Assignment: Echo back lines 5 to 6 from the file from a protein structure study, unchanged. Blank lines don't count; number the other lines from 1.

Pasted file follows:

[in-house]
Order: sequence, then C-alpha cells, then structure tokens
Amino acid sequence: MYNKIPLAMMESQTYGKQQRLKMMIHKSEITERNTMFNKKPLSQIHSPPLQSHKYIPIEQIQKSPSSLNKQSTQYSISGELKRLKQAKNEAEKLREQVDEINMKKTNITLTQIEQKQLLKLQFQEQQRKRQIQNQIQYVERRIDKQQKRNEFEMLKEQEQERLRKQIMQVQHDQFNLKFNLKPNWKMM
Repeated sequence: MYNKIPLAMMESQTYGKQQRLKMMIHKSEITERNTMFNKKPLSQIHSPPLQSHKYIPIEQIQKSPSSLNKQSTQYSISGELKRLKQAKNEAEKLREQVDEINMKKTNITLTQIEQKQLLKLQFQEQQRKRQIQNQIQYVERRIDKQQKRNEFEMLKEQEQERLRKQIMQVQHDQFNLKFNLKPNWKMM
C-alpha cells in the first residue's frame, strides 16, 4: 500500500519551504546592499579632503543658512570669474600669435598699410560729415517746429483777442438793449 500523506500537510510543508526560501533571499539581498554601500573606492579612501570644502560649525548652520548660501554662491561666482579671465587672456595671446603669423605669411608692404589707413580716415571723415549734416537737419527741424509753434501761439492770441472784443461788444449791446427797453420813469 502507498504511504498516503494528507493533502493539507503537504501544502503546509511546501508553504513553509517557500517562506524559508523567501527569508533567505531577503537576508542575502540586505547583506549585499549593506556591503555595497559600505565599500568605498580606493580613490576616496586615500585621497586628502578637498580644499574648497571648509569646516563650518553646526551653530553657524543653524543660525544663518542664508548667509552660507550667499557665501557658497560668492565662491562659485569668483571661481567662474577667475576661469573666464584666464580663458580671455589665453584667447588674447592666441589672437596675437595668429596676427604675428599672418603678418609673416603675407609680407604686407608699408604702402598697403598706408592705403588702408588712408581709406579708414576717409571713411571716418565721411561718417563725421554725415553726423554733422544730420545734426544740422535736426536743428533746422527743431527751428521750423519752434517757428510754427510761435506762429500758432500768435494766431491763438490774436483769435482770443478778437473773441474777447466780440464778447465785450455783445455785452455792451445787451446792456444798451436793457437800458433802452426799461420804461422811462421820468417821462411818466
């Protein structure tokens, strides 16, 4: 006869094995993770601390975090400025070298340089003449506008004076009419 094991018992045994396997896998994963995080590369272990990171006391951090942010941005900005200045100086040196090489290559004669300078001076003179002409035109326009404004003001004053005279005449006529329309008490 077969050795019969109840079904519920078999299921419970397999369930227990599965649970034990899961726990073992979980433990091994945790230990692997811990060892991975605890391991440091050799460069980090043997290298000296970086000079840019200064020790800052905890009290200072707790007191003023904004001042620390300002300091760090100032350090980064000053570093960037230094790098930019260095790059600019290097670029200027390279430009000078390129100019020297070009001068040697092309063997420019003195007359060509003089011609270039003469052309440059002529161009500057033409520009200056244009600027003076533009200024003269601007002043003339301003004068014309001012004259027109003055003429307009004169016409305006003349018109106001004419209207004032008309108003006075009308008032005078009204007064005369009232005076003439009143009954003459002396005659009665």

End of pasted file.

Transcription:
C-alpha cells in the first residue's frame, strides 16, 4: 500500500519551504546592499579632503543658512570669474600669435598699410560729415517746429483777442438793449 500523506500537510510543508526560501533571499539581498554601500573606492579612501570644502560649525548652520548660501554662491561666482579671465587672456595671446603669423605669411608692404589707413580716415571723415549734416537737419527741424509753434501761439492770441472784443461788444449791446427797453420813469 502507498504511504498516503494528507493533502493539507503537504501544502503546509511546501508553504513553509517557500517562506524559508523567501527569508533567505531577503537576508542575502540586505547583506549585499549593506556591503555595497559600505565599500568605498580606493580613490576616496586615500585621497586628502578637498580644499574648497571648509569646516563650518553646526551653530553657524543653524543660525544663518542664508548667509552660507550667499557665501557658497560668492565662491562659485569668483571661481567662474577667475576661469573666464584666464580663458580671455589665453584667447588674447592666441589672437596675437595668429596676427604675428599672418603678418609673416603675407609680407604686407608699408604702402598697403598706408592705403588702408588712408581709406579708414576717409571713411571716418565721411561718417563725421554725415553726423554733422544730420545734426544740422535736426536743428533746422527743431527751428521750423519752434517757428510754427510761435506762429500758432500768435494766431491763438490774436483769435482770443478778437473773441474777447466780440464778447465785450455783445455785452455792451445787451446792456444798451436793457437800458433802452426799461420804461422811462421820468417821462411818466
């Protein structure tokens, strides 16, 4: 006869094995993770601390975090400025070298340089003449506008004076009419 094991018992045994396997896998994963995080590369272990990171006391951090942010941005900005200045100086040196090489290559004669300078001076003179002409035109326009404004003001004053005279005449006529329309008490 077969050795019969109840079904519920078999299921419970397999369930227990599965649970034990899961726990073992979980433990091994945790230990692997811990060892991975605890391991440091050799460069980090043997290298000296970086000079840019200064020790800052905890009290200072707790007191003023904004001042620390300002300091760090100032350090980064000053570093960037230094790098930019260095790059600019290097670029200027390279430009000078390129100019020297070009001068040697092309063997420019003195007359060509003089011609270039003469052309440059002529161009500057033409520009200056244009600027003076533009200024003269601007002043003339301003004068014309001012004259027109003055003429307009004169016409305006003349018109106001004419209207004032008309108003006075009308008032005078009204007064005369009232005076003439009143009954003459002396005659009665």